To aid with my self-managed physical and psychological rehabilitation process I’ve thrown myself into growing things.  I enjoy being outdoors creating aesthetically pleasing flower beds and patio containers, mainly because I’ve always loved nature. The greater variety of plants and flowers in the garden, the more wildlife comes to visit. Back in the early 1990’s I used to grow vegetables as well as flowers and I’ve decided to re-establish this practice in earnest now I have the opportunity to do it.

I’m tired of my post-chemo, herceptin-inflated body and I suspect its tired of me as well.  I want to disperse the gallons of extra fluid I’m retaining.  I also want to regain my physical strength and overall fitness levels both of which have been seriously depleted during the course of the last 9 months.  My target is to lose 3.5 stone taking me back to the weight I was as a teenager at which point I should be lean enough to enter the Bristol 10k next year.  According to popular weight loss calculators a steady 2lb per week will see me hit my target weight in 25 weeks time – 1st November.  The manual labour involved in gardening will help rebuild strength and tone, time on the cross-trainer and bike will help with stamina and cardio-vascular performance.  With luck this will take care of the physical side of things.

Psychologically being outside in the natural world is the most healing activity I can think of so a combination of gardening, walking, tai-chi and yoga will hopefully restore my somewhat frazzled nerves; the past year has been incredibly stressful. The present continues to be traumatic and since I don’t want to turn into an axe murderer to help secure support from my local Healthcare Trust I intend to create some mental down-time without the use of drugs or alcohol.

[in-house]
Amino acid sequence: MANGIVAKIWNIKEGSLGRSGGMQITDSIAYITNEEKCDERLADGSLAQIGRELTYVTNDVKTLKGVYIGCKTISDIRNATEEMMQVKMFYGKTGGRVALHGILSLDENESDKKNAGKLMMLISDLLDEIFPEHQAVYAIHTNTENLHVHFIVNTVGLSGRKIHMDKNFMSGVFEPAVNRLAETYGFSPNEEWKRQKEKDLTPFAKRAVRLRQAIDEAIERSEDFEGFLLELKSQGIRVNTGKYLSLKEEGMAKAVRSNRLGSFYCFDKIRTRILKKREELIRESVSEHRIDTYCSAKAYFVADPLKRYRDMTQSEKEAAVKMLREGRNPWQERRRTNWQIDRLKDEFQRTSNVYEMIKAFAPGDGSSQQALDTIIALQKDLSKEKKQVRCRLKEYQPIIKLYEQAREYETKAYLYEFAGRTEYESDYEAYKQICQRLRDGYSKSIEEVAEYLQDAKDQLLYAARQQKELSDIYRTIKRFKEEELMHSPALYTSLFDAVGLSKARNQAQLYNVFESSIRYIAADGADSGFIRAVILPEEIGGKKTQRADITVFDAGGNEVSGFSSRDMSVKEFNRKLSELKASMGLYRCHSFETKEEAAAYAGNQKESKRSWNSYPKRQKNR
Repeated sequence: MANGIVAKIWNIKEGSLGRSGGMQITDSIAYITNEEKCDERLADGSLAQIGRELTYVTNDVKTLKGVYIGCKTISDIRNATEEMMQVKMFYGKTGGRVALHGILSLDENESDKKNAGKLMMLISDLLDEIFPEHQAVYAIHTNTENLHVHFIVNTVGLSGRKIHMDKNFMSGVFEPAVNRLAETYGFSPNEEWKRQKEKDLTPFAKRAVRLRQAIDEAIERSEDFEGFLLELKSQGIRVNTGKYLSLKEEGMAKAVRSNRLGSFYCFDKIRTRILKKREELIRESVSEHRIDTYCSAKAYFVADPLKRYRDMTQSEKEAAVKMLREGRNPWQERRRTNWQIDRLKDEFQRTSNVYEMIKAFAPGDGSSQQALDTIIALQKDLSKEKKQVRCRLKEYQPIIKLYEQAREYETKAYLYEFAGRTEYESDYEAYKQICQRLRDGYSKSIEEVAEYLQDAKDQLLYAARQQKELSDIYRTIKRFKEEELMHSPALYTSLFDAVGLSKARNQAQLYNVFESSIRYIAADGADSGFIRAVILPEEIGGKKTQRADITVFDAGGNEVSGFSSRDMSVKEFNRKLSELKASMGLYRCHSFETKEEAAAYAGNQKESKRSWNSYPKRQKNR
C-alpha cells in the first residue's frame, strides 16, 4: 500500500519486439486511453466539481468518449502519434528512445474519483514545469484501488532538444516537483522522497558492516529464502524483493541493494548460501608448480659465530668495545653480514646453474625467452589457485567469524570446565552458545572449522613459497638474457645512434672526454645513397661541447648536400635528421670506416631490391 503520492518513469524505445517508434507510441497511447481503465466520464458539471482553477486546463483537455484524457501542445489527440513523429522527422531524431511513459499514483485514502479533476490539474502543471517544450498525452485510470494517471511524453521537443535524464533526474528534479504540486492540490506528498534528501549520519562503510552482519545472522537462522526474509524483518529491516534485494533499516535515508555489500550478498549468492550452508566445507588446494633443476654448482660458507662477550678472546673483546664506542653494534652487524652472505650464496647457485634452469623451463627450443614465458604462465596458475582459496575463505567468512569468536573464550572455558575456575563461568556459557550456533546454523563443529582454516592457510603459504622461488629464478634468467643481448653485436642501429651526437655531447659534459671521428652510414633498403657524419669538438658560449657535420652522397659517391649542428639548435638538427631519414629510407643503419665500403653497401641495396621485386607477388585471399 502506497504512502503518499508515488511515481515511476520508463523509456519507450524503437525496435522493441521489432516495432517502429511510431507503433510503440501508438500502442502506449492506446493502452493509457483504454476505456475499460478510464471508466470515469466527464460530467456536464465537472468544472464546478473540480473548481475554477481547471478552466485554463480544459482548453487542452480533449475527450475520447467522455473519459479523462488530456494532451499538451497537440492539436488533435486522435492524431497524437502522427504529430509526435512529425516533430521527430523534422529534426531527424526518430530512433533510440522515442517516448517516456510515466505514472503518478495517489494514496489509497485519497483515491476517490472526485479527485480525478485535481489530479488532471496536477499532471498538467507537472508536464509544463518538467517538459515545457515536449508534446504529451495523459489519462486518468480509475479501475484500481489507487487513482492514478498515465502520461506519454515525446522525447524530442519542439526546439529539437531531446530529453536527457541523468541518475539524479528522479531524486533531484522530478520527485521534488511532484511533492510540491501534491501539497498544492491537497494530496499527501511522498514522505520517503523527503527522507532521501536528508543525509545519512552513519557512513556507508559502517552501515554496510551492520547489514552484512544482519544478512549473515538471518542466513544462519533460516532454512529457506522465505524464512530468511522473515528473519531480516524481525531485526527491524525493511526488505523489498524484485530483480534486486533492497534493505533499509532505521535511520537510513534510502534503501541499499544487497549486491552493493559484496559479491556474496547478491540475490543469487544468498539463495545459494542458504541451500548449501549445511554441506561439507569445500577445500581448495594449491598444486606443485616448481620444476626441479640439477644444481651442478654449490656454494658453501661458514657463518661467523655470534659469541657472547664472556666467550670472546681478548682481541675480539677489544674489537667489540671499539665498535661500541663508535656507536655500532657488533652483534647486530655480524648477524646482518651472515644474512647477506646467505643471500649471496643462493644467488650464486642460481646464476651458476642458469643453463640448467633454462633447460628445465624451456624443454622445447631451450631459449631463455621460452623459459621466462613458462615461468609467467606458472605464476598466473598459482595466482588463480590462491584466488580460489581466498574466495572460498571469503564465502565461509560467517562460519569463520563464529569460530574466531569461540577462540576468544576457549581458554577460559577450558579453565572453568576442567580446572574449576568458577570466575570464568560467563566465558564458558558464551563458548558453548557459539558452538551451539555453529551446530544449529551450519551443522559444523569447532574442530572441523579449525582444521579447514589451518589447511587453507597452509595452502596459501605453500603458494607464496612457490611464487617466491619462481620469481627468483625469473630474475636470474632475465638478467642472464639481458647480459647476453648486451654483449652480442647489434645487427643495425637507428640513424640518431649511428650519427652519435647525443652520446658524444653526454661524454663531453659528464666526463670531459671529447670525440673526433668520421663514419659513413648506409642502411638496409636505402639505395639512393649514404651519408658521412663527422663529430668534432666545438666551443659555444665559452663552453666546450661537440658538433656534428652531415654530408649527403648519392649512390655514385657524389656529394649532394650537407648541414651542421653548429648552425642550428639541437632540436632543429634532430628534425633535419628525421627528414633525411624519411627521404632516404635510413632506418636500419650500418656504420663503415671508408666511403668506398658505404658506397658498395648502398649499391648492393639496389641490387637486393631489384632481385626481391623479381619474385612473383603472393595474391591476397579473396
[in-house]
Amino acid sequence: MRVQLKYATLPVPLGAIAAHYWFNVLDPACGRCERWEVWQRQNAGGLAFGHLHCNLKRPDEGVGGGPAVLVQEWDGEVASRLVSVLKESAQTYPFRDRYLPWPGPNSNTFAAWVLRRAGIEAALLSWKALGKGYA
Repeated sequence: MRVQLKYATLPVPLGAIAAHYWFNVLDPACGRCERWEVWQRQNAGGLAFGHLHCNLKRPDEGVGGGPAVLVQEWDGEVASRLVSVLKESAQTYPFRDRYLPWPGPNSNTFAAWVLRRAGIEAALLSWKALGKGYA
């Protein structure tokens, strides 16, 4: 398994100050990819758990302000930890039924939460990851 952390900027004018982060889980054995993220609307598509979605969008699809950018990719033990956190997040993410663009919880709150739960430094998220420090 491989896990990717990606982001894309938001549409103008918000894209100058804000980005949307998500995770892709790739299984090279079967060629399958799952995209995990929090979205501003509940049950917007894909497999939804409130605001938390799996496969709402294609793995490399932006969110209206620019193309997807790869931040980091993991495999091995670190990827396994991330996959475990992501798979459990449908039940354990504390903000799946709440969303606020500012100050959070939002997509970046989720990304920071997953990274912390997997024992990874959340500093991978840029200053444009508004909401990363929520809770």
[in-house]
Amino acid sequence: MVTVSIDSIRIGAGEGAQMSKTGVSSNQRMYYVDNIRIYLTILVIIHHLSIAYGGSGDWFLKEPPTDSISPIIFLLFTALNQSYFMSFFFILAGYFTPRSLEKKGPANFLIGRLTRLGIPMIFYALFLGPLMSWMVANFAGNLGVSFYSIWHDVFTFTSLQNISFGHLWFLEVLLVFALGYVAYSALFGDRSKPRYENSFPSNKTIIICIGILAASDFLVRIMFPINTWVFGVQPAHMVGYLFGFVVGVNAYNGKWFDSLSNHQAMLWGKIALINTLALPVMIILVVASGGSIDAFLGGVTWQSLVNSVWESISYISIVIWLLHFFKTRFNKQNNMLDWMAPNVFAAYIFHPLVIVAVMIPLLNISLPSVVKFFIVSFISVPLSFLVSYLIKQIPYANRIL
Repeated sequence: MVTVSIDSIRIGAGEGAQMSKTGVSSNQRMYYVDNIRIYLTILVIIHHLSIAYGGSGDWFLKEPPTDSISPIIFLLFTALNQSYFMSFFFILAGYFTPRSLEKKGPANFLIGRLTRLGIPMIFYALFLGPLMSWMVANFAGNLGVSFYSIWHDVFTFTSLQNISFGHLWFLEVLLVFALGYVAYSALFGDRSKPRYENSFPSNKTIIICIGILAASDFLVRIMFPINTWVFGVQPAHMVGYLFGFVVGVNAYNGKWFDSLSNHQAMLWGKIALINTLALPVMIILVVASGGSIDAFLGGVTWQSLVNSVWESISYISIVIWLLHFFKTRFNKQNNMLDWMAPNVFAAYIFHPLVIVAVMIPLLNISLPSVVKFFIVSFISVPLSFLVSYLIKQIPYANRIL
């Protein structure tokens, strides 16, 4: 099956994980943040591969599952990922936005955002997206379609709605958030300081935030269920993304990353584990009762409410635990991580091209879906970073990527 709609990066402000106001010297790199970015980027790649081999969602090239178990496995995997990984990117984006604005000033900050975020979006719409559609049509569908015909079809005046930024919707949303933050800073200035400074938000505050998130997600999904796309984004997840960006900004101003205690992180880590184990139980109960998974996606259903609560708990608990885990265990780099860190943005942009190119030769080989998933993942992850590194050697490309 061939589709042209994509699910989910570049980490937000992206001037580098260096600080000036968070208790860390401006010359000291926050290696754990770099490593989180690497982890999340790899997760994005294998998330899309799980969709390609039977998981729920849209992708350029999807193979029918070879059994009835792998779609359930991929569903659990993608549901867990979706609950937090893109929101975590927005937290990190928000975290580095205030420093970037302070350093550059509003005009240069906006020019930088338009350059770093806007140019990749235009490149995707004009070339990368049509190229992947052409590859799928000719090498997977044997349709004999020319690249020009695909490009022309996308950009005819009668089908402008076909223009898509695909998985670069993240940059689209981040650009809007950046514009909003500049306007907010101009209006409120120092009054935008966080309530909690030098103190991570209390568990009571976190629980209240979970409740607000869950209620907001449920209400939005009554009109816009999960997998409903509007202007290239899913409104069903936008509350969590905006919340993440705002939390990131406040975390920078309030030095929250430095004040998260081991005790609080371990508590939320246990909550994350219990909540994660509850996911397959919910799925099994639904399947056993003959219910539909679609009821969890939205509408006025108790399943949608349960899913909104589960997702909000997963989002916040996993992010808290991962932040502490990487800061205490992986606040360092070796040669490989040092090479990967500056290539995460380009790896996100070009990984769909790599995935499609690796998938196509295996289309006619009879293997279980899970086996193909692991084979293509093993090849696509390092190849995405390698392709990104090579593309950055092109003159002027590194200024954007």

I planned on spending an hour in the garden today but didn’t bother checking my watch.  I spent six hours out there without a break.  In reality it was probably three hours work but the 2013 version of me operates at a much slower pace than the 2011 version. In particular I have to avoid standing up too fast from kneeling or bending as I also get faint far too easily these days and passing out when there’s no-one else around isn’t a good idea.

I was pleased with the results of my efforts.  Although it doesn’t look like much at the moment the flowers in the border will fill out over time to bring some colour and perfume throughout the summer.  There are snapdragons, hollyhocks, foxgloves, grannies bonnets, rock roses, aubretia, various kinds of daisy, violas, primulas, campanula and cornflowers.  On the organic homegrown vegetable front there are tomatoes (cherry, plum and beefsteak), onions, garlic, parsnips, carrots, broccoli, cauliflower, peas, beans, peppers, rhubarb, lambs lettuce, rocket, thyme, rosemary and oregano.  I’ve also planted strawberries, blueberries and loganberries.

Although it’s officially Spring, we’re forecast to have some very bad weather tomorrow with heavy rain, temperatures down to 5 degrees C and a risk of snow! Fortunately the flowering plants have already been acclimatised and the vegetables are in the greenhouse so they stand a chance of growing into something tasty in a few months time.

Stuck in a moment

This song by U2 has been playing in my head for days now.